1792 H10C MS (PCGS# 11020)

The June 2013 Baltimore Auction

  • Auctioneer:
    Stack's Bowers
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Lot Description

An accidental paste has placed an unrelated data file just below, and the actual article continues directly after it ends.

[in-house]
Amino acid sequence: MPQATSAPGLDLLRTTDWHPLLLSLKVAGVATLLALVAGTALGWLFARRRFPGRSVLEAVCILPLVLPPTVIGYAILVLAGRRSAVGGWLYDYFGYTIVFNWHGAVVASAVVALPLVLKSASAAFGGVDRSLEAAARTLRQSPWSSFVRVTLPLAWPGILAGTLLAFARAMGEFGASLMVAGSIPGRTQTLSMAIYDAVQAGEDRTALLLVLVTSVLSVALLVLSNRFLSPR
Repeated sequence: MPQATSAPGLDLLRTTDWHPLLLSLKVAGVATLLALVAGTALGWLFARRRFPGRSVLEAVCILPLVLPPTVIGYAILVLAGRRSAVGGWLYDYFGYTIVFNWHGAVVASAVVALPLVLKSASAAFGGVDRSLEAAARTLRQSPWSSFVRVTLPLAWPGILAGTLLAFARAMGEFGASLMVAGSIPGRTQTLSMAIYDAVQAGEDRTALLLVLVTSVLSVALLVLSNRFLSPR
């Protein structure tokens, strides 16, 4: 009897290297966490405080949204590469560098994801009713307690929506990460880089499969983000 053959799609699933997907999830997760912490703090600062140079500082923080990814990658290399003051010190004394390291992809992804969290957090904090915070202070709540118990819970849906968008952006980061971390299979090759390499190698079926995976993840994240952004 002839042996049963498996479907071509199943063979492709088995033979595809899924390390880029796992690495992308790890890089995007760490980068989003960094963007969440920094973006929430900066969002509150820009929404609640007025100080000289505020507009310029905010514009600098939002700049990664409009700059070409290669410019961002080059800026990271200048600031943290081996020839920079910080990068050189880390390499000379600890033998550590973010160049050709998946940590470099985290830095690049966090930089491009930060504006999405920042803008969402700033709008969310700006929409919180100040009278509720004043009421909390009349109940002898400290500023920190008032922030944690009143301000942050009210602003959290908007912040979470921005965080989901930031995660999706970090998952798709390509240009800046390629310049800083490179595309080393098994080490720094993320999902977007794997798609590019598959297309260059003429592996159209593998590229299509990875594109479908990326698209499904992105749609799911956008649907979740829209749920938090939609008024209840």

1792 Half Disme. LM-1, Judd-7, Pollock-7, the only known dies. Rarity-4. Fine-15 (PCGS). The historical significance of this issue was defined by none other than George Washington who, in his address to Congress on November&nbsp;6, 1792, identified these coins as a regular coinage of the United States Mint, as follows:<br /> <br /> In execution of the authority given by the legislature, measures have been taken for engaging some artists from abroad to aid in the establishment of our Mint. Others have been employed at home. Provisions have been made for the requisite buildings, and these are now putting into proper condition for the purposes of the establishment. There has been a small beginning in the coinage of half dismes, the want of small coins in circulation calling the first attention to them.<br /> <br /> By use of the phrase "now putting into proper condition for the purposes of the establishment" in relation to the "requisite buildings" for the Mint, the president noted that the actual Mint buildings were not yet ready for operations. Accordingly, the 1792 half dismes were struck outside of the future Mint building, but probably using Mint equipment and definitely under the authority and supervision of Mint personnel. The actual&nbsp;location where these coins were struck is thought to have been the cellar of John Harper's shop at the corner of Sixth and Cherry streets in Philadelphia.<br /> <br /> Although closely related to the 1792 "proposed coinage" of the United States Mint, and listed among them on pages 88-90 in the 2014 edition of the <em>Guide Book</em>, President Washington's address clearly establishes the 1792 half disme as a regular issue of the United States Mint. It is the first regular issue U.S. Mint coin, as such, evidence for which also comes from the fact that some 1,500 silver impressions were made -- far too high a mintage for a proposed (i.e., pattern) coin. Additionally, the 1792 half disme as an issue clearly circulated, and not onl
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